YIKES — From Flaherty’s report: “Hildum said prosecutors continue to get convictions and that urine testing had an unexpected benefit. With those tests, Hildum said, officers have found that 12 percent of drivers arrested for driving drunk also tested positive for PCP. ‘It is a disturbing statistic,’ and the finding ‘begs what we do going forward,’ Hildum said.”

COST OF DOING BUSINESS — In this week’s Loose Lips column, Alan Suderman digs into the many business dealings of Jeffrey Thompson of the Chartered Health Plan and the Thompson, Cobb, Bazilio and Associates accounting firm — including a 2008 lawsuit against Chartered quietly filed by the city government, then quietly settled for $12 million. Chartered is the city’s largest Medicaid managed-care organization. The upshot, Suderman writes: “If you’re a politically connected businessman who takes home a large chunk of the District’s Medicaid money and the city itself says you’re doing naughty things, don’t worry. The worst that’s likely to happen is you’ll pay a fine—and then no one will blink as you continue making gobs of dough. ... That the company kept getting District money, even after the District brought serious allegations of fraud against it, shows just how reluctant the city is to cut ties with the politically connected.” The suit’s allegations included that Chartered paid other Thompson companies more for services rendered than it paid other companies. Also note: “Politically connected” doesn’t begin to describe Thompson, who has sent loads of cash into the campaigns of most of the city’s elected officials.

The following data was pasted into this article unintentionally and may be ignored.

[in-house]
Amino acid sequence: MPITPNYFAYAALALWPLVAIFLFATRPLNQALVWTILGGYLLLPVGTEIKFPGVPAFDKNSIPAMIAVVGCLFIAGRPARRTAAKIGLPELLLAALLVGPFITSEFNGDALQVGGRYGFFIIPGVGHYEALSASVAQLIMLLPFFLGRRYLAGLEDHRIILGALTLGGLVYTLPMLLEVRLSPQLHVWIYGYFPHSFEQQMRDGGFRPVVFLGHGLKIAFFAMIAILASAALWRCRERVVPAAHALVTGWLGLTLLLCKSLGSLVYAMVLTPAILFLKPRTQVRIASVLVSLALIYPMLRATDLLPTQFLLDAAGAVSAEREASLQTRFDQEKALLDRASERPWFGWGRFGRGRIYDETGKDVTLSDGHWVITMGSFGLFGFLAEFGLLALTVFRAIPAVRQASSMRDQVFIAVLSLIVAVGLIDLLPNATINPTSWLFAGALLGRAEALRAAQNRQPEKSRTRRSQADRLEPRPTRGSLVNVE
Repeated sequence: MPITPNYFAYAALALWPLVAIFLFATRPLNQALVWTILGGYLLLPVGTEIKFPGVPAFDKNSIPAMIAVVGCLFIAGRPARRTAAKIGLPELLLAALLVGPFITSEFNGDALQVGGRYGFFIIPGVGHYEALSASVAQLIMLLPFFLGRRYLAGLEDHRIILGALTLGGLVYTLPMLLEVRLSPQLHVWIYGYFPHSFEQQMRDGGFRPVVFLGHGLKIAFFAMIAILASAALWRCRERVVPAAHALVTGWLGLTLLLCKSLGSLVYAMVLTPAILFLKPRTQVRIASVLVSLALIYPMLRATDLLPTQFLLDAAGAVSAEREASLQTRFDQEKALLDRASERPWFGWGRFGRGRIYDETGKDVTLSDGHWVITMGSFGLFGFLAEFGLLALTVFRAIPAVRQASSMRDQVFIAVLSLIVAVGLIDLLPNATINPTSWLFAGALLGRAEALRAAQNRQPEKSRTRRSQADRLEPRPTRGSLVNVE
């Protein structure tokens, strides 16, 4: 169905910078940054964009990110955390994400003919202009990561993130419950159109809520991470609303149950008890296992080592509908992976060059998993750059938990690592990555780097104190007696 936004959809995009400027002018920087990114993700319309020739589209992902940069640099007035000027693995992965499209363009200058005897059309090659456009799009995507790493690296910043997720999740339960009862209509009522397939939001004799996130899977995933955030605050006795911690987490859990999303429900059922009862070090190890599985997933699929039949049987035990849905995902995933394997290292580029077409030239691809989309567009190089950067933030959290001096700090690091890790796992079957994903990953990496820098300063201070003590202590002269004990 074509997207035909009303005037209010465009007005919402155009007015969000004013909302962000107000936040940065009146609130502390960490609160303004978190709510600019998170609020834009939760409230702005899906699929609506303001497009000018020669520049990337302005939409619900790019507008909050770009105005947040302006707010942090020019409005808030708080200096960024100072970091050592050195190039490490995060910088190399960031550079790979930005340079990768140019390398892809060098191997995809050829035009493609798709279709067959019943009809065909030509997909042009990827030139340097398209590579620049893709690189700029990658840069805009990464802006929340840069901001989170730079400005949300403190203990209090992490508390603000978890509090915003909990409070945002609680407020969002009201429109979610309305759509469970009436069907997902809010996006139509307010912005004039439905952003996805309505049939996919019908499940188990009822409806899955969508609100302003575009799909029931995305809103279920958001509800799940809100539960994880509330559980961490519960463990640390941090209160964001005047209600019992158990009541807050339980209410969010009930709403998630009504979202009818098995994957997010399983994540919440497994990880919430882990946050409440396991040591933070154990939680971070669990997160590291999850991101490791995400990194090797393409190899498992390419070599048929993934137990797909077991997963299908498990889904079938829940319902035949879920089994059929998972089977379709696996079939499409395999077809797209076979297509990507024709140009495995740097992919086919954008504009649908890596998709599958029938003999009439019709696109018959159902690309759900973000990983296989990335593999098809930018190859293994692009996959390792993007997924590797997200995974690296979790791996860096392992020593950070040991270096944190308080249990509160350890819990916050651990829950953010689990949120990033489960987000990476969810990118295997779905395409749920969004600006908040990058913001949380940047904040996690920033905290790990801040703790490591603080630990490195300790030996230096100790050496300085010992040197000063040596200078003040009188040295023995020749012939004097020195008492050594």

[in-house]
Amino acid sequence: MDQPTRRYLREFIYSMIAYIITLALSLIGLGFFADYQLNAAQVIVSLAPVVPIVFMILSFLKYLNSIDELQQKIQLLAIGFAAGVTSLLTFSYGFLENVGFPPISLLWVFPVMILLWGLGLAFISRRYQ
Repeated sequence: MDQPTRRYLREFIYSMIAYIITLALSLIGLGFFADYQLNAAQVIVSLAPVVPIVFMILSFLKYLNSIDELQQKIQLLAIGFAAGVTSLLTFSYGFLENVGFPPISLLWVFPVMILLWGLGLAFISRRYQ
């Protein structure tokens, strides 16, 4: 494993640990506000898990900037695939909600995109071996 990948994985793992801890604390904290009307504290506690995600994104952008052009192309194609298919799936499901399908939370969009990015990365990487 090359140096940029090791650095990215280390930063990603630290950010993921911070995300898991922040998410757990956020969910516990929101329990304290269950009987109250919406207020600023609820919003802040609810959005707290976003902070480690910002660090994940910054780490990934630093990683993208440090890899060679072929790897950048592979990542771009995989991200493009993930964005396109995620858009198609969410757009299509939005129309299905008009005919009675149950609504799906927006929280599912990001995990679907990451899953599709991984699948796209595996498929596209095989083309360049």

NO BIG DEAL — Also: Suderman argues that Kwame Brown’s ability to keep an income-tax-rate hike out of the 2012 budget “wasn’t that big a deal.” Not only was the amount of money a pittance, he notes, “consider that the council voted last year against a similar proposal to jack up the income tax rates of the wealthy, in that case those earning $350,000 a year or more, also by an 8-to-5 margin. Mayor Vince Gray, then council chairman, voted against the proposal. New member Vincent Orange is strongly opposed to raising taxes. That Brown was able to muster the same number of votes opposing an income tax increase as last year’s vote hardly makes him the next LBJ, especially considering that what likely sealed the deal for Brown was offering Marion Barry tax abatements on a few churches in his ward.”

DYRS CONFIRMATION HEARING — Neil Stanley’s confirmation hearing as Youth Rehabilitation Services director was Wednesday, and Tom Howell Jr. covers for WaTimes: “Recent escapes, violence against DYRS employees and a revolving door of agency leadership in the last year or so loomed large in the opinions of more than 20 witnesses who testified in support of or against Mr. Stanley. His supporters included the school director at the New Beginnings Youth Development Center in Laurel and the lawyer overseeing the Jerry M. class-action suit that prompted court monitoring of the city’s juvenile justice system.” And in opposition: “Belinda Wiley, president of the American Federation of Government Employees Local 383, said Mr. Stanley — whose tenure includes stints with various city agencies, including the Department of Parks and Recreation, the Department of the Environment, and the Department of Consumer and Regulatory Affairs — has a ‘transient and unstable’ resume of floating among D.C. agencies. ... And Tasha Williams, a liaison from the Fraternal Order of Police, said DYRS leadership has yet to demonstrate it can “take back the department from the youth.” Do note: “Council member Marion Barry said at the outset of the proceedings that [Stanley] does not have the relevant experience to lead [DYRS] and will not get his vote. ‘It’s not personal. It’s not personal at all,’ Mr. Barry said. ‘It’s just I have a commitment to try and help these young kids.’”